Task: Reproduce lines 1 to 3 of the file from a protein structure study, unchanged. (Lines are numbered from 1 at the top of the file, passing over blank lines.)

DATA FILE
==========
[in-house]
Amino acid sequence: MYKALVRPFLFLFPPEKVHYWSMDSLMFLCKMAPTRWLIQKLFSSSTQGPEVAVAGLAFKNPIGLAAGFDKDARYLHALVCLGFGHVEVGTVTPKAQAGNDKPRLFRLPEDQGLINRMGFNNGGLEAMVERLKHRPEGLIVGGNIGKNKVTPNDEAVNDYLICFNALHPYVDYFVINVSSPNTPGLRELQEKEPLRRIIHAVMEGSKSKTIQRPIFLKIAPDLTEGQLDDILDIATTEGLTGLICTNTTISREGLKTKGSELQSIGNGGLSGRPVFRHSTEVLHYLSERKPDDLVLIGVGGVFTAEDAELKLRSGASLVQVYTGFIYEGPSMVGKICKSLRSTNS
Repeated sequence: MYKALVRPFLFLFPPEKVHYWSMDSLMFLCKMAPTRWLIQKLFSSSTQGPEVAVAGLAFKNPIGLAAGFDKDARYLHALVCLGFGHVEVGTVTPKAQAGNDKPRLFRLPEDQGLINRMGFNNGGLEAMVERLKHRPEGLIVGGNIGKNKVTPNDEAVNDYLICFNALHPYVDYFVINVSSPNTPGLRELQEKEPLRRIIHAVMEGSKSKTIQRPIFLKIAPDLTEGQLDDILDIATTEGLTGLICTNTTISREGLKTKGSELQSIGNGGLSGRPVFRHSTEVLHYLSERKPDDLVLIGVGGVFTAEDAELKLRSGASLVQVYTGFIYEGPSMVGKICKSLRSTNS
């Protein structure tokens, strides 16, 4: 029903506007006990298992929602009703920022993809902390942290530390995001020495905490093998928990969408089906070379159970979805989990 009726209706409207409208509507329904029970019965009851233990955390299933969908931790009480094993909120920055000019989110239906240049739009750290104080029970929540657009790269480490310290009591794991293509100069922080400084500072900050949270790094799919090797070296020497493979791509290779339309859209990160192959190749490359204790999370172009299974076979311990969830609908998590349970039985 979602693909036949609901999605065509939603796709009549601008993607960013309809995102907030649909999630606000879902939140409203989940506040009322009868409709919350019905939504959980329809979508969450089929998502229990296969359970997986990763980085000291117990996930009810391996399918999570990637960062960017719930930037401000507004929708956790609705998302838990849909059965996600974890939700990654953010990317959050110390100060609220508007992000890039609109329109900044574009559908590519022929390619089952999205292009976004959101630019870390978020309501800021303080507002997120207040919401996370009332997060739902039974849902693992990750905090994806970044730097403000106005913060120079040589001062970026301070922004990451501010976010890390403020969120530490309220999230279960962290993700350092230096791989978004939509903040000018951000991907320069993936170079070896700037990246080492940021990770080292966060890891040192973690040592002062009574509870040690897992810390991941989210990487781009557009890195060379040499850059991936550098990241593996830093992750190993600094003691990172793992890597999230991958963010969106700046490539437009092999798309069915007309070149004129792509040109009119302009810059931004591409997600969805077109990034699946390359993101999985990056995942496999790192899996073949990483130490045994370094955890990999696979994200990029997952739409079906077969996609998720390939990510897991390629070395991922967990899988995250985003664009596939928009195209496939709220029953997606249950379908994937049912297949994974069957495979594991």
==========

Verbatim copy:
[in-house]
Amino acid sequence: MYKALVRPFLFLFPPEKVHYWSMDSLMFLCKMAPTRWLIQKLFSSSTQGPEVAVAGLAFKNPIGLAAGFDKDARYLHALVCLGFGHVEVGTVTPKAQAGNDKPRLFRLPEDQGLINRMGFNNGGLEAMVERLKHRPEGLIVGGNIGKNKVTPNDEAVNDYLICFNALHPYVDYFVINVSSPNTPGLRELQEKEPLRRIIHAVMEGSKSKTIQRPIFLKIAPDLTEGQLDDILDIATTEGLTGLICTNTTISREGLKTKGSELQSIGNGGLSGRPVFRHSTEVLHYLSERKPDDLVLIGVGGVFTAEDAELKLRSGASLVQVYTGFIYEGPSMVGKICKSLRSTNS
Repeated sequence: MYKALVRPFLFLFPPEKVHYWSMDSLMFLCKMAPTRWLIQKLFSSSTQGPEVAVAGLAFKNPIGLAAGFDKDARYLHALVCLGFGHVEVGTVTPKAQAGNDKPRLFRLPEDQGLINRMGFNNGGLEAMVERLKHRPEGLIVGGNIGKNKVTPNDEAVNDYLICFNALHPYVDYFVINVSSPNTPGLRELQEKEPLRRIIHAVMEGSKSKTIQRPIFLKIAPDLTEGQLDDILDIATTEGLTGLICTNTTISREGLKTKGSELQSIGNGGLSGRPVFRHSTEVLHYLSERKPDDLVLIGVGGVFTAEDAELKLRSGASLVQVYTGFIYEGPSMVGKICKSLRSTNS